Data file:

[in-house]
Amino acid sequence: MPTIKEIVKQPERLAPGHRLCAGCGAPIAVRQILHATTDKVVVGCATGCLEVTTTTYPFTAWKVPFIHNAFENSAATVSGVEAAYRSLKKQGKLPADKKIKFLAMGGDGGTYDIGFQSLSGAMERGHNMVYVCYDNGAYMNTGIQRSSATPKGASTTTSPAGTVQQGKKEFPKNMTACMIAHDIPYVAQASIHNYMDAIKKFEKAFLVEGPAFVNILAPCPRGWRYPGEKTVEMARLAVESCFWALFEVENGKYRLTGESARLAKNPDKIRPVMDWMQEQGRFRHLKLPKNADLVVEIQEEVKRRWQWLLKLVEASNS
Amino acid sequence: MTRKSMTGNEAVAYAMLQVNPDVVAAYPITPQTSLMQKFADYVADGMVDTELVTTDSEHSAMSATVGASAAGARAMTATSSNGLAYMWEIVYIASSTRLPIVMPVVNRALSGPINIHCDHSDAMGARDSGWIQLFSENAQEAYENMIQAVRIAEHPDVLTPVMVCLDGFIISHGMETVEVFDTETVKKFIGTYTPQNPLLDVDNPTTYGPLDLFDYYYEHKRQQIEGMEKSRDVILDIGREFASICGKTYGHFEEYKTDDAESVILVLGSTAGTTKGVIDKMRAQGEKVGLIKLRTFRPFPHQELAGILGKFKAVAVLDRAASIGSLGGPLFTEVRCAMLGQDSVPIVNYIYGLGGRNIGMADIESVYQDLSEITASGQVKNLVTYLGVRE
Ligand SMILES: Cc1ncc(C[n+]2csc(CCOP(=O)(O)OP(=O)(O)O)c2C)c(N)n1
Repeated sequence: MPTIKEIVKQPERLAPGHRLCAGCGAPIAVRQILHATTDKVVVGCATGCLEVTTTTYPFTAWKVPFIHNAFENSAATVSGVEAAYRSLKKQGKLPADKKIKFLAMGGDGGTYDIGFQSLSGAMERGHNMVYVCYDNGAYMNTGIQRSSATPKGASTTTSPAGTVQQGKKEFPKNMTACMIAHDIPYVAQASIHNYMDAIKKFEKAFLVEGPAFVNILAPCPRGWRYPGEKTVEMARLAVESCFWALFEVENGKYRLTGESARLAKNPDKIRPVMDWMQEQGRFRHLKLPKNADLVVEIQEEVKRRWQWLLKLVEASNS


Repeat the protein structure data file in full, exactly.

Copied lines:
[in-house]
Amino acid sequence: MPTIKEIVKQPERLAPGHRLCAGCGAPIAVRQILHATTDKVVVGCATGCLEVTTTTYPFTAWKVPFIHNAFENSAATVSGVEAAYRSLKKQGKLPADKKIKFLAMGGDGGTYDIGFQSLSGAMERGHNMVYVCYDNGAYMNTGIQRSSATPKGASTTTSPAGTVQQGKKEFPKNMTACMIAHDIPYVAQASIHNYMDAIKKFEKAFLVEGPAFVNILAPCPRGWRYPGEKTVEMARLAVESCFWALFEVENGKYRLTGESARLAKNPDKIRPVMDWMQEQGRFRHLKLPKNADLVVEIQEEVKRRWQWLLKLVEASNS
Amino acid sequence: MTRKSMTGNEAVAYAMLQVNPDVVAAYPITPQTSLMQKFADYVADGMVDTELVTTDSEHSAMSATVGASAAGARAMTATSSNGLAYMWEIVYIASSTRLPIVMPVVNRALSGPINIHCDHSDAMGARDSGWIQLFSENAQEAYENMIQAVRIAEHPDVLTPVMVCLDGFIISHGMETVEVFDTETVKKFIGTYTPQNPLLDVDNPTTYGPLDLFDYYYEHKRQQIEGMEKSRDVILDIGREFASICGKTYGHFEEYKTDDAESVILVLGSTAGTTKGVIDKMRAQGEKVGLIKLRTFRPFPHQELAGILGKFKAVAVLDRAASIGSLGGPLFTEVRCAMLGQDSVPIVNYIYGLGGRNIGMADIESVYQDLSEITASGQVKNLVTYLGVRE
Ligand SMILES: Cc1ncc(C[n+]2csc(CCOP(=O)(O)OP(=O)(O)O)c2C)c(N)n1
Repeated sequence: MPTIKEIVKQPERLAPGHRLCAGCGAPIAVRQILHATTDKVVVGCATGCLEVTTTTYPFTAWKVPFIHNAFENSAATVSGVEAAYRSLKKQGKLPADKKIKFLAMGGDGGTYDIGFQSLSGAMERGHNMVYVCYDNGAYMNTGIQRSSATPKGASTTTSPAGTVQQGKKEFPKNMTACMIAHDIPYVAQASIHNYMDAIKKFEKAFLVEGPAFVNILAPCPRGWRYPGEKTVEMARLAVESCFWALFEVENGKYRLTGESARLAKNPDKIRPVMDWMQEQGRFRHLKLPKNADLVVEIQEEVKRRWQWLLKLVEASNS